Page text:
The 'test' element of the Test Target Treat paradigm is a critical link in the physician's response to an infected patient and one that is sometimes overlooked in stewardship discussions and models. Rapid diagnostics for distinguishing between viral and bacterial infections greatly facilitate the decision of whether or not to prescribe antibiotics. Recent advances in this field have brought much-needed products to aid physicians in the arenas of bedside, clinic and field diagnosis, but much more can be done to rapidly match disease agents with appropriate therapies. Cost and limited access still present major roadblocks to much of the developing world.

View References

  1.  Lesprit, P. and Brun-Buisson, C. (2008) Hospital Antibiotic Stewardship. Curr Opin Infect Dis:21:344-9.
  2. Nowak, M.A. et al. (2012) Clinical and economic outcomes of a prospective antimicrobial stewardship program. Am J Health-Syst Pharm 69:1500-1508.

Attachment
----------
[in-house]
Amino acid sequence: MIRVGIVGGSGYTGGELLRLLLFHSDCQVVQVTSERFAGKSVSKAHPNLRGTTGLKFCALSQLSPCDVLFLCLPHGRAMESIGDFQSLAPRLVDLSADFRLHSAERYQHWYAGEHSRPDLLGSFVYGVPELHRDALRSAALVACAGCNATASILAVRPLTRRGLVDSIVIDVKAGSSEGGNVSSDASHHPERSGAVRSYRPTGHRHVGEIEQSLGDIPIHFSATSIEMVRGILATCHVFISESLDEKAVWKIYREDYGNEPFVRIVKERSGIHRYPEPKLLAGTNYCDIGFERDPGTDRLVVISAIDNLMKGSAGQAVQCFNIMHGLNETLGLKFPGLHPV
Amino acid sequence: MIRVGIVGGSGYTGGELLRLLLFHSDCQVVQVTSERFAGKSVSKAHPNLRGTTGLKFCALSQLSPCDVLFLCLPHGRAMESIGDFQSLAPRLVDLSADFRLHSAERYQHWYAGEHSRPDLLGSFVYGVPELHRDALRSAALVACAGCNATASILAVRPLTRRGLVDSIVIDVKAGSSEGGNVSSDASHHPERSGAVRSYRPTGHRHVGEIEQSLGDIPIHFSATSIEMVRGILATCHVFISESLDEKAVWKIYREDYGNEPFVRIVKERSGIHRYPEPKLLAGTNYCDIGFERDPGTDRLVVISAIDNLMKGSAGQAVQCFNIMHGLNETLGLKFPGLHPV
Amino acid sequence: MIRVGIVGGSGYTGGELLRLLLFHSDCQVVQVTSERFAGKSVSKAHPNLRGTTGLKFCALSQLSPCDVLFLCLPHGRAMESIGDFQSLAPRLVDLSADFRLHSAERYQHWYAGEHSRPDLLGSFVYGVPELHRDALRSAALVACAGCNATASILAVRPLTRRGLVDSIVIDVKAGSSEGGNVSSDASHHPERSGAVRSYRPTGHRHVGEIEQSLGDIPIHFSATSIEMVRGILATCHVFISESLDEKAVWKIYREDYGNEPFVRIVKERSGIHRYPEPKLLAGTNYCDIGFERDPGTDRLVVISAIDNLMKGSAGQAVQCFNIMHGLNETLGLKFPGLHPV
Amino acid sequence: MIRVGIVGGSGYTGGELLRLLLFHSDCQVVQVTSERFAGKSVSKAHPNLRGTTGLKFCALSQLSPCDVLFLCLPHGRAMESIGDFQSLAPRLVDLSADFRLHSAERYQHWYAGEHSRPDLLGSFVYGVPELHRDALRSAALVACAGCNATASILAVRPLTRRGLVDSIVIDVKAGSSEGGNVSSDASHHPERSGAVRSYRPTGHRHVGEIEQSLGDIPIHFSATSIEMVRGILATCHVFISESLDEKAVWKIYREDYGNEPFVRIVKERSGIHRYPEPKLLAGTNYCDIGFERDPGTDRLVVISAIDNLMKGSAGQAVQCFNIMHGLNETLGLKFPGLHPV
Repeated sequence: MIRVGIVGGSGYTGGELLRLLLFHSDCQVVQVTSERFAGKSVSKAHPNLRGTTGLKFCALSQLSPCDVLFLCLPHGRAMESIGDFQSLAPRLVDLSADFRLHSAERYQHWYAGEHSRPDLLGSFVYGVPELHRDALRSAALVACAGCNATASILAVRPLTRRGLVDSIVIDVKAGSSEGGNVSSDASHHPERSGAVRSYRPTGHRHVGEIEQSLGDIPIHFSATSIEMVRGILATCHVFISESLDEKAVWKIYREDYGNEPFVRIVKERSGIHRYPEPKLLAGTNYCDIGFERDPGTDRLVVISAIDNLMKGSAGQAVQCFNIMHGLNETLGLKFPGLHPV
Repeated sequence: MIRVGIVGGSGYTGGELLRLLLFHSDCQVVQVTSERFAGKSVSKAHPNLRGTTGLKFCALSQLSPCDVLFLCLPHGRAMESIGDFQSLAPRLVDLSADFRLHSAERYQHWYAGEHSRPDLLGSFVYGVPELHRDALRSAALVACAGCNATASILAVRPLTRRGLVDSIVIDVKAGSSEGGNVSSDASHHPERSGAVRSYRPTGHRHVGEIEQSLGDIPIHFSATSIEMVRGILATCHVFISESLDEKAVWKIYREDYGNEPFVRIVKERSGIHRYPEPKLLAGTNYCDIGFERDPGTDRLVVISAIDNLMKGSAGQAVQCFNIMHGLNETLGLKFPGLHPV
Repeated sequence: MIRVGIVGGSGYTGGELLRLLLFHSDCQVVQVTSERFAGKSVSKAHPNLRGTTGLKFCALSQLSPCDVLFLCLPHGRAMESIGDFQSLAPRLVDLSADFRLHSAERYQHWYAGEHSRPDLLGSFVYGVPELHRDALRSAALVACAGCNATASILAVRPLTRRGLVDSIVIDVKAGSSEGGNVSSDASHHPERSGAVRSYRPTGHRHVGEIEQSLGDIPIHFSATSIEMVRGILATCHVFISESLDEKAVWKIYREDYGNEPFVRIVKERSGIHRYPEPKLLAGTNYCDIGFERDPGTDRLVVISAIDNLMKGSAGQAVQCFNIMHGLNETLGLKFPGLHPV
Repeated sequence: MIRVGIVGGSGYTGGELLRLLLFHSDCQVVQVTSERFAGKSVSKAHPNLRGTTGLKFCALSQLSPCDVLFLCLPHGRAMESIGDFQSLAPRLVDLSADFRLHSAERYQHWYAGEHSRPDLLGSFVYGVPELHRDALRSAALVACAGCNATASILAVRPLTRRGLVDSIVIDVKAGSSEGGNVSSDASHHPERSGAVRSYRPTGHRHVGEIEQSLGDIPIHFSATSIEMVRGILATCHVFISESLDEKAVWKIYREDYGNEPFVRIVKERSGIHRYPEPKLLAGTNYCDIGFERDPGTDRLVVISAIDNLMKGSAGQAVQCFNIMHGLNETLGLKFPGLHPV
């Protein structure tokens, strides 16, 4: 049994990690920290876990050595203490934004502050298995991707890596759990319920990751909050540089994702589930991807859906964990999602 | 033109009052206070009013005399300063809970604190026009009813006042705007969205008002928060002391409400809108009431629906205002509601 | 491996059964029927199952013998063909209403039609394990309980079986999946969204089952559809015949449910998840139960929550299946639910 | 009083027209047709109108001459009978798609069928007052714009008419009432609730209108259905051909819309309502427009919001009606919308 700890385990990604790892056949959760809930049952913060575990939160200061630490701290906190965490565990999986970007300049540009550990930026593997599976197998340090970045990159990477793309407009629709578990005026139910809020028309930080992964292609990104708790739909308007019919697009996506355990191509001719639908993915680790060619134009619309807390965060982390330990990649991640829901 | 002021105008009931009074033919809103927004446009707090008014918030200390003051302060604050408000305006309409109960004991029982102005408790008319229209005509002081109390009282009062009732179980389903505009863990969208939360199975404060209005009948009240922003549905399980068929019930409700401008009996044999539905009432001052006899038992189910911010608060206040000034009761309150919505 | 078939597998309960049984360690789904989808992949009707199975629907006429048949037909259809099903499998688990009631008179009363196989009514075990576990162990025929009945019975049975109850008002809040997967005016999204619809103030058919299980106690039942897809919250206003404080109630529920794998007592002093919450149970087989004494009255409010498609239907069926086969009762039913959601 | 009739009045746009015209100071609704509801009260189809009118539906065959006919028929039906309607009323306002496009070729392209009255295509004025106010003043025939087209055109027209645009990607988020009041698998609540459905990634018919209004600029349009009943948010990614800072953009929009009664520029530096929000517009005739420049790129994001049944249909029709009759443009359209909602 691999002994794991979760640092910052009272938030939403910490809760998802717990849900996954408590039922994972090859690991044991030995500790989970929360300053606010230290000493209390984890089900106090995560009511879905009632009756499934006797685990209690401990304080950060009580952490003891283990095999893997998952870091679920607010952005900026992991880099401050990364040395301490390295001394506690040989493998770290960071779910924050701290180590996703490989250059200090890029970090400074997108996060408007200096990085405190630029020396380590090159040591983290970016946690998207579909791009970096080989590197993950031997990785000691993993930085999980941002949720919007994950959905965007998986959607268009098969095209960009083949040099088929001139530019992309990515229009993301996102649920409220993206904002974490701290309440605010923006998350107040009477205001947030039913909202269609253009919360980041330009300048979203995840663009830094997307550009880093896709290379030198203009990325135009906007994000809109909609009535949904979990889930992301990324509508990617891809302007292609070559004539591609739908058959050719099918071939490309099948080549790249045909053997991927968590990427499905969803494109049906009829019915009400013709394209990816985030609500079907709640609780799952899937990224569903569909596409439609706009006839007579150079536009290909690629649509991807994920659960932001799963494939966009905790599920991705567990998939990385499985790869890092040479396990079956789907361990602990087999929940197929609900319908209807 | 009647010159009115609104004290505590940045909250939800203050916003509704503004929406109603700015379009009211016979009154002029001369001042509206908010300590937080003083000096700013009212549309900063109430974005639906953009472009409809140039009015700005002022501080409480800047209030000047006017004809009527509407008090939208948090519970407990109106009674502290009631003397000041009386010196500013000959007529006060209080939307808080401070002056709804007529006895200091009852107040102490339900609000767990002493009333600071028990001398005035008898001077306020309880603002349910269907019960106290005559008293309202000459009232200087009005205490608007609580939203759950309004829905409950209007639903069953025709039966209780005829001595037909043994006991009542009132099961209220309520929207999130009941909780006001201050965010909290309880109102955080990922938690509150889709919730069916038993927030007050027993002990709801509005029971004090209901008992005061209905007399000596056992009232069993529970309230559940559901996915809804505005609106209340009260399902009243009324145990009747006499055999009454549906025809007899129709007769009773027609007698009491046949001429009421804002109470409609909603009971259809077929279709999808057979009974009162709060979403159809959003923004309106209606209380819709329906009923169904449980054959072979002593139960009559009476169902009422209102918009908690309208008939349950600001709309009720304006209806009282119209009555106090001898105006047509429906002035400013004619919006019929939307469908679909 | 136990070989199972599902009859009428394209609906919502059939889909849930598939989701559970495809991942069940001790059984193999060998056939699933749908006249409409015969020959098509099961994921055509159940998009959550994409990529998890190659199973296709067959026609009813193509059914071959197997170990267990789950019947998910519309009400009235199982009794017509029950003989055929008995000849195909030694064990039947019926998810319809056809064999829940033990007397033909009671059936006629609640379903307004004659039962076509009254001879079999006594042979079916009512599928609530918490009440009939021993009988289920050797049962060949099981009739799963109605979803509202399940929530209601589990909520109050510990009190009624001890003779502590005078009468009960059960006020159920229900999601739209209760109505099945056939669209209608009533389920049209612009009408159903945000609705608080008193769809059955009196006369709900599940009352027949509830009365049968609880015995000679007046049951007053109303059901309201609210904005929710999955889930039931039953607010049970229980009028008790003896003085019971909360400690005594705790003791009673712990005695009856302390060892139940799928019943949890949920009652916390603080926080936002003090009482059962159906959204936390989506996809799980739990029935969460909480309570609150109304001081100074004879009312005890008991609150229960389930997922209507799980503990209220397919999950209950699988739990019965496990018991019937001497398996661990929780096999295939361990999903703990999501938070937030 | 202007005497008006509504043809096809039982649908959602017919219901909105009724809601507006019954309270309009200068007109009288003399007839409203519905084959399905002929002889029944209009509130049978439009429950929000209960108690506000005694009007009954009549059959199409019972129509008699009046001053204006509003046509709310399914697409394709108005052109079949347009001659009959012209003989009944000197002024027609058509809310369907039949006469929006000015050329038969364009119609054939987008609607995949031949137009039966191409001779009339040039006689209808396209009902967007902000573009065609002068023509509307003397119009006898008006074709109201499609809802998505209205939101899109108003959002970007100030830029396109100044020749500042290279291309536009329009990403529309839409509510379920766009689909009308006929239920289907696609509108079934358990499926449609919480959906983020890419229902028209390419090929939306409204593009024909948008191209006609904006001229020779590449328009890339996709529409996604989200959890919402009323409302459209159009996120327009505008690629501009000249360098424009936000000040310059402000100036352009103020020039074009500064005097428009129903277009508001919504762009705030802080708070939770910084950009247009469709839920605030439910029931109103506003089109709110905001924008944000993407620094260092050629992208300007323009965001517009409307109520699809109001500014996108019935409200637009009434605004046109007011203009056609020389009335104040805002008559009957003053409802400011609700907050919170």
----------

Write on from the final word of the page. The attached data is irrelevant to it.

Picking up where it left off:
3. Carling, P. et al. (2003) Favorable impact of a multidisciplinary antibiotic management program conducted during 7 years. Infect Cont Hosp Epidemiol: 24:699-706.
  4. Kollef, M. et al. (1999) Inadequate antimicrobial treatment of infections: a risk factor for hospital mortality among critically ill patients. Chest 115:462-74 (As Cited by CDC 12 Steps to Prevent Antimicrobial Resistance: Hospitalized Adults) [Presentation])
  5. Edgar, T et al. (2009) Sustainability for behavior in the fight against antibiotic resistance: a social marketing framework. J Antimicrob Chemother 63: 230-237.
  6. Huttner, B. et al. (2009) “Antibiotics are not automatic anymore”—the French national campaign to cut antibiotic overuse. PLoS Med; 6(6).
  7. Allerberger, F. et al. (2008) Optimization of antibiotic use in hospitals – antimicrobial stewardship and the EU project “ABS International”. Chemother. 54: 260-67.